The reality, however, is that this is not a new situation. In fact, the pandemic has only exacerbated the impact of financial habits on individuals’ finances. In other words, Covid-19 hasn’t changed our financial habits that much – it’s just acted as a way of curtailing bad habits for those who were already secure, and increased uncertainty for those who were already struggling.

To see this, we need only look at the reason why the savings rate has increased. In most of the surveys already mentioned, most people report that their savings have increased because of reduced spending. That is, the huge balance of savings that has built up over the past two years represents money that would have otherwise been spent on leisure activities that were closed because of the pandemic.

This is quite a bleak insight, in two distinct ways. Firstly, while those who were able to work remotely may congratulate themselves on saving so prudently, it seems that their habits haven’t changed – just the ability to indulge them. Secondly, a proportion of the money they have saved would have otherwise been used to pay low-income workers – pushing these workers into debt.

Building Better Money Habits

It’s not all bad news, though. Take another look at the statistics contained in the research above, and you’ll also see that most people know what good financial habits are, even if they don’t follow them very often.

Specifically, most people appear to be following the standard advice when it comes to building good money habits. For those who earn more than they spend, most of this money will first be saved into an “emergency fund”. These emergency funds have taken a hit in the last two years – prior to the pandemic, 71% said they had a sufficient emergency fund. Now, 42% say they need to replenish their emergency fund, with 44% saying they need to increase the size of it.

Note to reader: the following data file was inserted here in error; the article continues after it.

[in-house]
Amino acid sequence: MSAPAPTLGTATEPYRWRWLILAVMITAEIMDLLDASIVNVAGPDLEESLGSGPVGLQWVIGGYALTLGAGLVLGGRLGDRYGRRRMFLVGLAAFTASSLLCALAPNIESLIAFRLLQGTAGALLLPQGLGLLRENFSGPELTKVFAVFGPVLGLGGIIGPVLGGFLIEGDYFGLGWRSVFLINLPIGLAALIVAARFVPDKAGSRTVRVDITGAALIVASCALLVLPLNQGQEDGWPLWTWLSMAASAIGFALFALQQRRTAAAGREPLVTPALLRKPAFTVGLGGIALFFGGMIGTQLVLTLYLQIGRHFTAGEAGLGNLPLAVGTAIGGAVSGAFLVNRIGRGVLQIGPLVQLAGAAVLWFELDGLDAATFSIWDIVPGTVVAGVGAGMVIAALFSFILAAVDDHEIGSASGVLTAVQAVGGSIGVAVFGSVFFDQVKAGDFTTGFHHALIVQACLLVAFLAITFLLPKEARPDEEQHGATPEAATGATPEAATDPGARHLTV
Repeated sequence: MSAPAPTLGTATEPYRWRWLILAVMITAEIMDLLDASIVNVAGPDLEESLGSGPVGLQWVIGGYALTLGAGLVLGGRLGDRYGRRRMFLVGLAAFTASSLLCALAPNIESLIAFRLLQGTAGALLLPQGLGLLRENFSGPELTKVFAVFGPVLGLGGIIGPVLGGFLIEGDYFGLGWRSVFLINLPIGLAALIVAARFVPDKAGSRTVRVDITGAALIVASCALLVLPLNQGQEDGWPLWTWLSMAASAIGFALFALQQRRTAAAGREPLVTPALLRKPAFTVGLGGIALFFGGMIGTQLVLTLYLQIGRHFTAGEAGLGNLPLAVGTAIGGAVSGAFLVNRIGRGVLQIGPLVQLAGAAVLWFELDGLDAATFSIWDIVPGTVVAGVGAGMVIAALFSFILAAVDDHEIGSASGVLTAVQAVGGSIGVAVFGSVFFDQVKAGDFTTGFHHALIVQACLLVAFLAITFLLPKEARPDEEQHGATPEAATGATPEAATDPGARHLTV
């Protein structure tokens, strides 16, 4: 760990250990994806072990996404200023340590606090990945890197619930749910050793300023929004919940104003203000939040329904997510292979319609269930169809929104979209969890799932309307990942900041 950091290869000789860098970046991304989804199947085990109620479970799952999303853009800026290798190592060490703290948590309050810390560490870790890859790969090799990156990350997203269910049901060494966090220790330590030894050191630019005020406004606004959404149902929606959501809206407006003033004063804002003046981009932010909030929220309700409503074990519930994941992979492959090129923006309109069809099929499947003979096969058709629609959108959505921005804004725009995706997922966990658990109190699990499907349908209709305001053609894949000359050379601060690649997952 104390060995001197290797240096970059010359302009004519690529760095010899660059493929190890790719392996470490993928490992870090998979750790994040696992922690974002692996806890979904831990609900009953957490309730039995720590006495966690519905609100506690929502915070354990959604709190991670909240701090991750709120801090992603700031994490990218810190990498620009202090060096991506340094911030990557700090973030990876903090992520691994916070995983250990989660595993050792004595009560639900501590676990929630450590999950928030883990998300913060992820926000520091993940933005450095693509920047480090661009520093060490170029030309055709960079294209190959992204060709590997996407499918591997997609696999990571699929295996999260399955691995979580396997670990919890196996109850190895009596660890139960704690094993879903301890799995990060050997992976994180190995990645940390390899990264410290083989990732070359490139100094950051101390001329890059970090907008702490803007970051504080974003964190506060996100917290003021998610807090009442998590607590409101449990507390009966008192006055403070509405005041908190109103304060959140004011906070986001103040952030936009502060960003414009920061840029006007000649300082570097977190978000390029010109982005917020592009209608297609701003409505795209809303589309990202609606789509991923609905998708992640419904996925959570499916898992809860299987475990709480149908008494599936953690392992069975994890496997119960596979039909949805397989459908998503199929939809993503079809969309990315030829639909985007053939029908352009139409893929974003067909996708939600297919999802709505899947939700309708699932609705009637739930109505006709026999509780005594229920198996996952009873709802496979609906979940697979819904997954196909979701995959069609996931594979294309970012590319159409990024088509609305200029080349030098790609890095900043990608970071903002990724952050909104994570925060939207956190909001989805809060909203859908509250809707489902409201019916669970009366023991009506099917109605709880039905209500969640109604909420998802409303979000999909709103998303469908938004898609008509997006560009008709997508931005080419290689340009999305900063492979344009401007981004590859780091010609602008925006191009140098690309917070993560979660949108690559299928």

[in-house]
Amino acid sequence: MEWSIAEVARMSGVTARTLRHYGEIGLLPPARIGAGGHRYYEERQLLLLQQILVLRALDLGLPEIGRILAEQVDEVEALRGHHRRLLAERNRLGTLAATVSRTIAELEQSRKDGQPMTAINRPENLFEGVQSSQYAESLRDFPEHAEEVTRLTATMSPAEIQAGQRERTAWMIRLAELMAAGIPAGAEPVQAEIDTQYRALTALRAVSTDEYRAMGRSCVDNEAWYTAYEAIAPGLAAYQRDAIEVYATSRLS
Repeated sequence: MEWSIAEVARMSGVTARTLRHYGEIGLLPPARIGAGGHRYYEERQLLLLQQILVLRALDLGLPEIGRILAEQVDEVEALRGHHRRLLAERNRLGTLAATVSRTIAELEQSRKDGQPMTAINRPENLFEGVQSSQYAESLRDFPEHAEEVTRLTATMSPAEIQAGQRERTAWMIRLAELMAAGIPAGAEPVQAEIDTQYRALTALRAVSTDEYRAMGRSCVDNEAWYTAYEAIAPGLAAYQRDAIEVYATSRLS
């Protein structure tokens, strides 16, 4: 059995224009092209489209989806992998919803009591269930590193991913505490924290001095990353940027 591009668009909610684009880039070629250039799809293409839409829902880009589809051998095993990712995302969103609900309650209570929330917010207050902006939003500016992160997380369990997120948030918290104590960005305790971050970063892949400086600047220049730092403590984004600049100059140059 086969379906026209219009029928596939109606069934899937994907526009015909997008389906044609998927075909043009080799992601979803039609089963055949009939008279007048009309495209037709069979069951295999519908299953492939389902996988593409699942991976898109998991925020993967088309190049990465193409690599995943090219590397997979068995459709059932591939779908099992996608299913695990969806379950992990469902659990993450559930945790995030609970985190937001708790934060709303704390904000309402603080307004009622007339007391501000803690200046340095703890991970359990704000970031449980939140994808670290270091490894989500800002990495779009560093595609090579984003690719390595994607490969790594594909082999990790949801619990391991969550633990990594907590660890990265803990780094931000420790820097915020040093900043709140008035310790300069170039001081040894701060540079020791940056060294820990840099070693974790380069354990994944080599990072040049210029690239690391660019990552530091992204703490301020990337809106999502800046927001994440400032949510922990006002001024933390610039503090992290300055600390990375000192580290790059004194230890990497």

Once you have an emergency fund that can cover six to twelve months of expenses, it’s time to start planning for your future financial health. For most people, the next best place to put extra money will be into a pension plan. That’s because many pension plans offer (almost) guaranteed returns over the long term, and your employer may contribute to the plan as well. Once you’ve used your maximum pension allowance for the year, it’s time to invest. Investing a little extra cash from an early age is the best way to build up wealth in the long term, because you will get the most benefit from compound interest if your money is working for you for the maximum possible time.

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The Future

And so, to return to the question we began with, it’s pretty clear that the pandemic hasn’t changed habits all that much. The average American now has more savings than they did before the pandemic, but research suggests this is due to the decreased ability to spend this money elsewhere.

It’s also clear that, whatever the future brings, the fundamentals of building financial health will stay the same – put aside an emergency fund, then contribute to your pension, then start to make some low-risk investments.